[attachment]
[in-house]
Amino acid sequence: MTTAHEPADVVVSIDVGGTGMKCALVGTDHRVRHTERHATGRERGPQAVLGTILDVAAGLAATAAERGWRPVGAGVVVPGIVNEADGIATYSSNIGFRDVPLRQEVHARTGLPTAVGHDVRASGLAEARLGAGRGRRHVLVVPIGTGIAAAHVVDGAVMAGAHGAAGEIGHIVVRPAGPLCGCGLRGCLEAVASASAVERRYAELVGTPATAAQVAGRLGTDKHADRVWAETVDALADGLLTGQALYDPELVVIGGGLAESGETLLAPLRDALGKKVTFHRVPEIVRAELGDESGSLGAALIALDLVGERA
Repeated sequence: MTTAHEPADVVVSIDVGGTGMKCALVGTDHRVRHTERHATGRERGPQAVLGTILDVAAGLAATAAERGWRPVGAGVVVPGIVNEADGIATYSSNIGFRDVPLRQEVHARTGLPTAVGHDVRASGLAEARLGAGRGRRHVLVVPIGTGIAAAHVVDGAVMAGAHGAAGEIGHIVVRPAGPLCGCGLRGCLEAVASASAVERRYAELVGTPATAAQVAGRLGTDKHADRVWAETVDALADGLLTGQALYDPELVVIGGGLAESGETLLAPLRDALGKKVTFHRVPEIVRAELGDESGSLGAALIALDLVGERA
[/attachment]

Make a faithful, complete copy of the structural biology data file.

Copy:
[in-house]
Amino acid sequence: MTTAHEPADVVVSIDVGGTGMKCALVGTDHRVRHTERHATGRERGPQAVLGTILDVAAGLAATAAERGWRPVGAGVVVPGIVNEADGIATYSSNIGFRDVPLRQEVHARTGLPTAVGHDVRASGLAEARLGAGRGRRHVLVVPIGTGIAAAHVVDGAVMAGAHGAAGEIGHIVVRPAGPLCGCGLRGCLEAVASASAVERRYAELVGTPATAAQVAGRLGTDKHADRVWAETVDALADGLLTGQALYDPELVVIGGGLAESGETLLAPLRDALGKKVTFHRVPEIVRAELGDESGSLGAALIALDLVGERA
Repeated sequence: MTTAHEPADVVVSIDVGGTGMKCALVGTDHRVRHTERHATGRERGPQAVLGTILDVAAGLAATAAERGWRPVGAGVVVPGIVNEADGIATYSSNIGFRDVPLRQEVHARTGLPTAVGHDVRASGLAEARLGAGRGRRHVLVVPIGTGIAAAHVVDGAVMAGAHGAAGEIGHIVVRPAGPLCGCGLRGCLEAVASASAVERRYAELVGTPATAAQVAGRLGTDKHADRVWAETVDALADGLLTGQALYDPELVVIGGGLAESGETLLAPLRDALGKKVTFHRVPEIVRAELGDESGSLGAALIALDLVGERA